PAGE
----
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The Health Sciences Education Building (HSEB) is the flagship of a new Biomedical Campus being developed in downtown Phoenix. Designed by CO Architects, this state-of-the-art facility boasts 268,000 square feet of classrooms, laboratories and clinical simulation suites, in a collaborative environment shared by the University of Arizona’s College of Medicine and Northern Arizona University’s College of Health and Human Services.
The architects, challenged with building a comfortable space for students in a city where temperatures often surpass 100 degrees, looked to the Southwestern landscape for inspiration. “The building is essentially a rock, an earth form,” explained Arnold Swanborn, the firm’s senior designer. Its massing is fissured into two cliff-like wings which rise up around a shady, open-air canyon. The inner walls of the canyon are largely glazed, saturating interiors with daylight and opening them up to natural cross breezes. While these passive design strategies were essential to creating a habitable microclimate and achieving LEED Silver Certification, it is the building’s crinkled exterior skin that makes it truly sustainable.
The design team explored a variety of options for the exterior cladding. Due to high evening temperatures, materials that stored heat for long periods of time, such as concrete and natural stone, were quickly eliminated in favor of those with lower thermal masses. After studying several light-gauge metals, including zinc and weathered steel, they settled on copper, whose durable and low-maintenance finish is ideally suited to the desert climate.
All of the copper for the project was produced from 99% post-consumer recycled content. By specifying copper early in the design process, the project team was able to procure the raw material needed for the cladding while prices were at historic lows, cutting the cost of the façade nearly in half. With 250,000 pounds of copper in hand, the architects then turned to Kovach, an Arizona-based manufacturer, to fabricate the crinkled cladding.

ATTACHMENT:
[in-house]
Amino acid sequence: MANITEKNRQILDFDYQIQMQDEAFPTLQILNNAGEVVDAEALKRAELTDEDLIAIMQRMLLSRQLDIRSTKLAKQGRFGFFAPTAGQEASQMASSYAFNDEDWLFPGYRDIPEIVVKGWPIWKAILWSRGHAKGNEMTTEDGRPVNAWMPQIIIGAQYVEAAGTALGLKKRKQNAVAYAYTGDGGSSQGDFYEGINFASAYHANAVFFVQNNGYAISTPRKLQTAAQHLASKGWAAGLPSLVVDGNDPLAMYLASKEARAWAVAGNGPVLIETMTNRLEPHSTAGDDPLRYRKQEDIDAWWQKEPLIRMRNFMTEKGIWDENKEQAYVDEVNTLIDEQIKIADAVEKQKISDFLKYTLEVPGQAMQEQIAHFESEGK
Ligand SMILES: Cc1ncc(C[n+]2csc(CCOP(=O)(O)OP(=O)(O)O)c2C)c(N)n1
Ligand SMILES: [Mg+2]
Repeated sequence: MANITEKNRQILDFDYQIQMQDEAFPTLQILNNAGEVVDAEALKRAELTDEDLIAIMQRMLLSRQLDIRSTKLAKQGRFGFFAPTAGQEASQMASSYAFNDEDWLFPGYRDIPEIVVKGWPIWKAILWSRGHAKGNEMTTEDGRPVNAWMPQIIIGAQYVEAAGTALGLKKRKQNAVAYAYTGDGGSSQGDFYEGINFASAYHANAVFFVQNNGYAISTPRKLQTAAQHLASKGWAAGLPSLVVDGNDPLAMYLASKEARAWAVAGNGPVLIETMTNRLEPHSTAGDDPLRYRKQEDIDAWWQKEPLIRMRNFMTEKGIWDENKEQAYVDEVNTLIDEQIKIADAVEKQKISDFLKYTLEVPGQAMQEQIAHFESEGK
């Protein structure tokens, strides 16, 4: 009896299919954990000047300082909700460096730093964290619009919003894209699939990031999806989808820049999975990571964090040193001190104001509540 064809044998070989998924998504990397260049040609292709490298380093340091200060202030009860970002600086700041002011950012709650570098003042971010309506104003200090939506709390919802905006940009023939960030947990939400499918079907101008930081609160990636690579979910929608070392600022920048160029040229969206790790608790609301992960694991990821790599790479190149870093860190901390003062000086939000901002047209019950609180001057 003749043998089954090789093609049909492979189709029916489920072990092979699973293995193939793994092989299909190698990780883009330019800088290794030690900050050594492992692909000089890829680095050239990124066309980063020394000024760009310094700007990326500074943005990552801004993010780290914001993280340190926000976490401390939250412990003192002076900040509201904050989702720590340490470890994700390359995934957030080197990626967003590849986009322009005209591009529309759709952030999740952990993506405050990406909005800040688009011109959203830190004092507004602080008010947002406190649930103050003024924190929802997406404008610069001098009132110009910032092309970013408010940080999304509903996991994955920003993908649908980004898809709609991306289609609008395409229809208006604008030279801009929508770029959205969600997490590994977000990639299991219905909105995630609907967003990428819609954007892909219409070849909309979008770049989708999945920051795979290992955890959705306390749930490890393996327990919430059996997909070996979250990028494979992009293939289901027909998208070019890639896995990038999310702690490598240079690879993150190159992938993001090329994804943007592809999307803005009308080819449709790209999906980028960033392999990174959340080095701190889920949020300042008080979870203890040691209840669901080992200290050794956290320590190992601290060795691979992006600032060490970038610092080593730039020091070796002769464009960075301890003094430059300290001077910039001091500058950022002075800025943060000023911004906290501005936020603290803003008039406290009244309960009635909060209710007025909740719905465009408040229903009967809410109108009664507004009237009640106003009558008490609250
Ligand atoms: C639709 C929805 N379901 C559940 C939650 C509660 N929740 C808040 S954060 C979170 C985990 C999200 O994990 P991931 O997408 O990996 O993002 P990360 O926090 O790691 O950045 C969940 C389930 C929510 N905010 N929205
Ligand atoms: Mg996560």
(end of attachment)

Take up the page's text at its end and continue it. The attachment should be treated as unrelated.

When viewed as a whole, the cladding evokes the striated sandstone of the Sonoran Desert. This was achieved by superimposing images of nearby mountains onto digital models of the façade prior to panelization. The panels themselves are modeled after the native saguaro cactus which has evolved self-shading pleats to cope with region’s extreme heat waves. Due to their complex profiles, every panel had to be individually folded using a press brake machine, resulting in a nine-month fabrication period.
There are 5,972 panels in total, each 11 feet wide and in heights varying between 12 and 30 inches tall. Although there are only 26 unique profiles, they have been staggered to give the impression that no two are identical. This pattern is further obscured by 1/2-inch gaps between panels which minimize the appearance of vertical joints and allow the horizontal striations to dominate the façade.
The cladding is separated from the exterior insulation by a 3-inch air cavity, preventing heat from transferring to the building envelope. Instead, as the sun beats down on the copper, the heat is absorbed by the air cavity and exhausted through vents in the parapet. This creates a natural convection current which continuously draws cooler air in at the base of the façade while carrying hot air from the building.
Additional passive cooling strategies were designed in collaboration with climate engineers at Transsolar. On the southern façade, for instance, horizontal copper awnings protect ribbon windows from solar heat gain while simultaneously acting as light shelves, reflecting glare-free daylight deep into the interior. To the west, perforated copper skirts jut out at 45-degree angles, shading the extensively glazed ground floor.
Since its completion, the building has already begun to develop a gorgeous patina. Thanks to the arid climate, the copper will never lose its original, earthy color but will continue to darken with age, particularly along its creases, adding even greater depth and character to the façades.
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